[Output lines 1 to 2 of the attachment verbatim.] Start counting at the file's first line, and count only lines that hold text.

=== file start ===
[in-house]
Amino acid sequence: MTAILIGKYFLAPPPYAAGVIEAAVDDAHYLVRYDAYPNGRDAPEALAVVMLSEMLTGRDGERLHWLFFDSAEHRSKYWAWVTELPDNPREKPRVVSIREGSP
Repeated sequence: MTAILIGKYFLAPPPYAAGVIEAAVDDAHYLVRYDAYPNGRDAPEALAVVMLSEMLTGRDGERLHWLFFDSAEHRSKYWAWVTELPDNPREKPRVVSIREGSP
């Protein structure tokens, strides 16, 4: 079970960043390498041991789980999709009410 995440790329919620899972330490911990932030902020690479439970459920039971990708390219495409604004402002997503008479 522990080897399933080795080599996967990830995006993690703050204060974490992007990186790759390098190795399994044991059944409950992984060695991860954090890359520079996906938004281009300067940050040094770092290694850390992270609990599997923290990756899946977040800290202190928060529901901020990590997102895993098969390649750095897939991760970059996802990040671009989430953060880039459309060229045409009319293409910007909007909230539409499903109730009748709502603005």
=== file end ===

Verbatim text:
[in-house]
Amino acid sequence: MTAILIGKYFLAPPPYAAGVIEAAVDDAHYLVRYDAYPNGRDAPEALAVVMLSEMLTGRDGERLHWLFFDSAEHRSKYWAWVTELPDNPREKPRVVSIREGSP